A properly formulated Chart of Accounts allows you to analyse your company's activities, but the level of this analysis is limited. For example, it may allow you to analyse your sales and cost of sales by type of Item, but you will not also be able to analyse them by geographical area, type of business, salesperson or department.

Normally, a typical business will require three basic levels of analysis:

  • The KIND of income or expense - material, labour, transport, telephone etc.

  • The COST CENTRE, i.e. the department or organisational unit that carries the responsibility for incurring the expense or realising the revenue.

  • The COST BEARER, normally the output, product or service produced.
In some businesses, there is a requirement to add further dimensions that are not subdivisions of the above, such as geographical areas.

Conceptually, the accounting situation can be illustrated using a three-dimensional table:

In traditional accounting systems, each accounting transaction will be classified using the Chart of Accounts. A Chart of Accounts is a list of Accounts. By definition it is one-dimensional. Through various means, Accounts in this list will be divided into sub-classes down one or more levels, and the result is a hierarchical tree structure of classifications.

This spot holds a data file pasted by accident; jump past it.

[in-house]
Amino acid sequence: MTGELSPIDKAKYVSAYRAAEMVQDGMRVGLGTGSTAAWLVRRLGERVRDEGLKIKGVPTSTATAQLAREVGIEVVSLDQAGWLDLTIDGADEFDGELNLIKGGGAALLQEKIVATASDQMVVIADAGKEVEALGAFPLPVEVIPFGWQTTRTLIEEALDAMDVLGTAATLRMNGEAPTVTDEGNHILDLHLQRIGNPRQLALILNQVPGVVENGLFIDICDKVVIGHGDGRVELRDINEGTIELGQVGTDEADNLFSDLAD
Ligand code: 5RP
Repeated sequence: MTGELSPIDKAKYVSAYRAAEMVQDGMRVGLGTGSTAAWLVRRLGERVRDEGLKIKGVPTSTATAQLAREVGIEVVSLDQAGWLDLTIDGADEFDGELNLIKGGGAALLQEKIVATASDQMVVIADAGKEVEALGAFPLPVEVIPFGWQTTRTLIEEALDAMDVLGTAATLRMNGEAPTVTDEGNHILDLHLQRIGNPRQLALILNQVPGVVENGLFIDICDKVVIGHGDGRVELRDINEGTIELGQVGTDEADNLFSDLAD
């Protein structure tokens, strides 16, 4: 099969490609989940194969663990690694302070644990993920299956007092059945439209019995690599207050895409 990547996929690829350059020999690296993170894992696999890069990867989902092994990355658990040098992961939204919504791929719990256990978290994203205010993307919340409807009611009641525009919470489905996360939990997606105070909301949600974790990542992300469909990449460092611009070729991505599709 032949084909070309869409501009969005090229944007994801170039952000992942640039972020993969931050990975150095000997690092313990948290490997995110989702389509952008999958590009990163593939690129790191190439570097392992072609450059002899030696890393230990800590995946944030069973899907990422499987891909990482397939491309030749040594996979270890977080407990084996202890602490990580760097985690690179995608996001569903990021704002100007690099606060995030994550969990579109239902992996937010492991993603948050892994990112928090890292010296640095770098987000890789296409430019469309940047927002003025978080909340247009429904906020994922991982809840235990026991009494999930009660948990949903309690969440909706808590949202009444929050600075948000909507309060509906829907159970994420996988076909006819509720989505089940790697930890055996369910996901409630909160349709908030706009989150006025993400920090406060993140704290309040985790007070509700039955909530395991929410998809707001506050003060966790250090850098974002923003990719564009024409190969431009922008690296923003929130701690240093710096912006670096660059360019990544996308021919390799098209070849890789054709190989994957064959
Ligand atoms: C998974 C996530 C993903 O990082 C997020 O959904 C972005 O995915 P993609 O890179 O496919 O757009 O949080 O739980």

A result of the hierarchical tree structure classification is inevitably that cost type, profit centre and cost bearer classifications are scattered all over the Chart of Accounts. This makes the description of reports complicated and cumbersome, since information will have to be picked up individually from many different Accounts, in order to produce different types of "Functional" result reports.

To simplify the structure many accounting systems subdivide the "account string" into different parts, each indicating cost type, department, project, product etc. This is only a partial solution. The only logically viable solution to truly multi-dimensional accounting is to use an "Object" classification in each accounting transaction. Using this method, the Chart of Accounts will contain account specifications for the kind of revenue, expenditure, asset, liability or equity, while the Objects will represent the remaining information (i.e. cost type, department, project, product etc). Each accounting transaction will consist of an Account Number, an amount, a date, and one or more Object classifications. Referring to the illustration above, a wages payment for selling radios in Unit B would contain the following information:

Number    970001
Date    010114
Account    300 Wages & Salaries
Text     "Any written description"
Amount    Debit 15420.25
Objects    Unit B, Audio Sales

This Object classification makes it simple to show every transaction entered for each product, unit and cost type, and to produce separate profit and loss statements for each section of the business (e.g. to show the profitability of Unit B and of Audio Sales).

The use of Objects is not limited to Income and Cost Accounts. You can use Objects with all types of Accounts, including Asset, Liability and Equity Accounts.

Click here for a description of how you can use Objects in Standard ERP to obtain the information and analysis that you need to improve the efficiency of your business.


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